A series of deadly air attacks by the Luftwaffe and Regia Aeronautica against Greek hospital ships in 1941 have remained largely forgotten for decades.
Thanks to the efforts of researcher George Karelas, these war crimes are now uncovered and demonstrate that both the Italian fascist regime and the Nazi Germans did not respect the Hague Convention of 1907, attacking unarmed ships that were clearly marked as hospital ships.
Despite the fact that both Italy and Germany had signed and ratified the Hague Convention, air attacks against clearly recognizable hospital ships were conducted both by the Nazi Luftwaffe, as well as the fascist Regia Aeronautica.
These war crimes, since the hospital ships were clearly marked, unarmed and the attackers had been notified in advance of their role are yet another example of the ruthlessness of the Italian and German air forces.
The air attacks were premeditated and conducted in cold blood, against defenseless vessels that were clearly identified as hospital ships.
The Hague Convention on Hospital Ships, a 1904 multilateral treaty, supplemented the 1899 Hague Convention for the adaptation to Maritime Warfare of the Principles of the Geneva Convention.
An aerial reconnaissance photo shot on April 22nd, 1941, showing “Socrates” (far right) and other Greek shipping (Thedol, Theodora and Vary) at the Bay of Antikyra
The convention established that during times of war, hospital ships would be protected from attacks of any kind.
The air attacksThe first recorded air attack was conducted on 12 March 1941 by an Italian bomber, most probably a CANT, which bombed the Greek hospital ship“Socrates” carrying wounded soldiers from the front, in the Ionian Sea offLefkada island.
A report that appeared on March 13, 1941, on the Australian newspaper “Telegraph” regarding the bombing of “Socrates” by the Italian Air Force
The Italian bomber dropped its bombs from a height of approximately 200 to 300 metres, as evidenced by reports of the time in newspapers of Greece, England, Australia and Canada. Fortunately, though, the Italian bombs missed the hospital ship and only caused minimal damage and no casualties and “Socrates” continued its voyage.
In April 1941, while the Nazi invasion of Greece codenamed “Operation Marita” was in full swing, the German air force bombed Greek and Allied shipping, including hospital ships, with devastating effect.
The Hospital ship “Ellinis” was attacked near the island of Oxia, while approaching the port of Patras and was beached by her captain, in order to save the injured soldiers and crew.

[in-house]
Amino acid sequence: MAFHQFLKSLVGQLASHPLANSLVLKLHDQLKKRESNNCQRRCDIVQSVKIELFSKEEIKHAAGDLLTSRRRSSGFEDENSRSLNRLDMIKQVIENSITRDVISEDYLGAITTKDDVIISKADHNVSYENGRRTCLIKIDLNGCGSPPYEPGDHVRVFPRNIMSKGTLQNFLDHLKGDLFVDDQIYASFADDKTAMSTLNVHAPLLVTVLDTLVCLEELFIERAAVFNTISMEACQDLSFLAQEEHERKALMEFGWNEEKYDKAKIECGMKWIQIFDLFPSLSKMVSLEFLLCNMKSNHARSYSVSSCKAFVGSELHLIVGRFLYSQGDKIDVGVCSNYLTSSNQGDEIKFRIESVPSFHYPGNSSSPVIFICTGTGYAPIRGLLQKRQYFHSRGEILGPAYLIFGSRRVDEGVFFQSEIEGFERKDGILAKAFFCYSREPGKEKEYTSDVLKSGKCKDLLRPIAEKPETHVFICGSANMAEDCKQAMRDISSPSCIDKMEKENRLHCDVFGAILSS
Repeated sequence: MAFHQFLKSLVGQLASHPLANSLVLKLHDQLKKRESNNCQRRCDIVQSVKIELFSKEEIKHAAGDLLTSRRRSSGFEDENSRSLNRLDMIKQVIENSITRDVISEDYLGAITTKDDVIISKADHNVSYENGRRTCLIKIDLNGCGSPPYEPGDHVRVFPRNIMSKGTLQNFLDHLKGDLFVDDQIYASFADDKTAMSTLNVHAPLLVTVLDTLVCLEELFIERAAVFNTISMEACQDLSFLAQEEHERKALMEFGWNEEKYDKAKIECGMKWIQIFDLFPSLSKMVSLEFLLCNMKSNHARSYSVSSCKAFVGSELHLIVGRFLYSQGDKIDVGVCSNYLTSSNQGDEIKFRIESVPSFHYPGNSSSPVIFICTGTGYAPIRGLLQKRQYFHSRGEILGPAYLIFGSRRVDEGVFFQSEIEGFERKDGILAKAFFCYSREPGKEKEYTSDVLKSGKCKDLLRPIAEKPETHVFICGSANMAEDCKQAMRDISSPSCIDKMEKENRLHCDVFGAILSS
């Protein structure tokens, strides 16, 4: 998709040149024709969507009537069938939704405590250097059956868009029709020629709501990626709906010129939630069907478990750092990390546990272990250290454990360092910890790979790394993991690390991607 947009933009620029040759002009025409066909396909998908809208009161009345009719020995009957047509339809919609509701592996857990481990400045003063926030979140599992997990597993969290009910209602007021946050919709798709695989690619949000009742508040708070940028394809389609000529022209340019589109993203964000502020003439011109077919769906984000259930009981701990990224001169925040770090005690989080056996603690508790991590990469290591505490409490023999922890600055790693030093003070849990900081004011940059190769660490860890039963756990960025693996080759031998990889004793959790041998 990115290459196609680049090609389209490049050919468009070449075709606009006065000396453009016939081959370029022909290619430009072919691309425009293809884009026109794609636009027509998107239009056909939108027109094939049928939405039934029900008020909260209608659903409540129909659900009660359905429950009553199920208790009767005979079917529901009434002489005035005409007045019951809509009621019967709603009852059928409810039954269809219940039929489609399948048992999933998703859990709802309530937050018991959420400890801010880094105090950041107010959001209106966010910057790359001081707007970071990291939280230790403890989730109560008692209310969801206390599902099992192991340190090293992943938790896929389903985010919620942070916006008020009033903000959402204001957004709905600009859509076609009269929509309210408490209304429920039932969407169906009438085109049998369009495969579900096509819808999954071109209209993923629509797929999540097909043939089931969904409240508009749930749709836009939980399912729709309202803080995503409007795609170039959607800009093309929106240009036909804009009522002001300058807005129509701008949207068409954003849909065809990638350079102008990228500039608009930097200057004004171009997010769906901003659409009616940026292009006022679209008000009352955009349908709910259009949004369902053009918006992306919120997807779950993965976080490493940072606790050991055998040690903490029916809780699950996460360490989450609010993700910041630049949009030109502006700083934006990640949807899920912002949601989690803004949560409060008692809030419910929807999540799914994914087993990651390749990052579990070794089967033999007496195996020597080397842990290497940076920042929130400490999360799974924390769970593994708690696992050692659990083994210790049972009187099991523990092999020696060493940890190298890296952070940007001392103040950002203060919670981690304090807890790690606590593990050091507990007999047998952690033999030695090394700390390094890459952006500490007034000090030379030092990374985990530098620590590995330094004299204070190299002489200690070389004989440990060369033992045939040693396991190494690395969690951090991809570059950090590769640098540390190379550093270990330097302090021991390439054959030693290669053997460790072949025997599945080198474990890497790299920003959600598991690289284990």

The hospital steamer “Polikos” was bombed and sunk on April 24, 1941, at a short distance from the shores of the spa town of Methana.
The hospital ship “Esperos” was bombed and sunk, while at anchor in Messolonghi.
Report that appeared on “Ottawa Citizen”, March 13, 1941
The hospital ship “Attiki” was attacked during the night of 11 to 12 April 1941 and cost the lives of 28 people while sailing with her lights fully lit, in order to demonstrate her hospital ship colours near Cavo Doro.
Another hospital ship, “Andros”, was bombed by the Italian Air Force (Regia Aeronautica) while anchored in Loutraki, according to eyewitness accounts.
CANT Z 1007 Italian bomber aircraft
Antikyra, April 22, 1941According to the War Diary of Captain Arvanitis who was commanding “Socrates,” three ships were anchored at the southern end of Antikyra Gulf.
The hospital ship “Socrates” reached Antikyra Gulf on 16 April 1941 and was performing minor repairs.
A small tanker, the “Thedol” was anchored at a distance of 300 meters to the east of “Socrates”.
Further east a larger tanker, the “Theodora”, anchored on April 17.
“Socrates” being bombed by the Luftwaffe, while “Thedol” is sinking
The Luftwaffe air attacks
On April 22 at 9:20 a.m. 24 Junkers 87 Stuka dive bombers were observed at a height of about 3000 meters.
While the Luftwaffe aircraft performed reconnaissance flights and circled the bay, with the hospital ship clearly marked, the Stuka dive bombers launched their attacks.
Despite the fact that the initial attacks were not successful because the bombs missed, the German pilots identified the hospital ship but nevertheless continued their violent attacks.
In the second wave, during which approximately 50 bombs were dropped, one of them hit “Socrates” between the funnel and the stern. The hospital ship immediately started listing.
During the third wave attack, the Stuka bombers attacked once again the hospital ship.
Three more bombs hit “Socrates”, one in the aft winch and two between the funnel and the aft mast.
Excerpt from the War Diary of the Hellenic Navy, regarding the air attack of the hospital ship “Socrates”
The hospital ship started to sink swiftly stern first, while both tankers (“Thedol”and “Theodora”) had the same fate.
Research: George Karelas in German and Italian archives and the History Museum of the Hellenic Navy.
See here: http://greeceww.blogspot.gr/
George Karelas wishes to thank Nikos Karatzas for the “Der Adler” magazine photos and Byron Tezapsides for the photos of the Luftwaffe 8th Air Fleet.
In this photo, the Germans deliberately show the ships with a much larger tonnage, in order to magnify their successes. The fact that the nazis used those photos for propaganda purposes, is a further proof of their attacks against hospital ships.
All images courtesy of Pierre Kosmidis / pierrekosmidis.blogspot.gr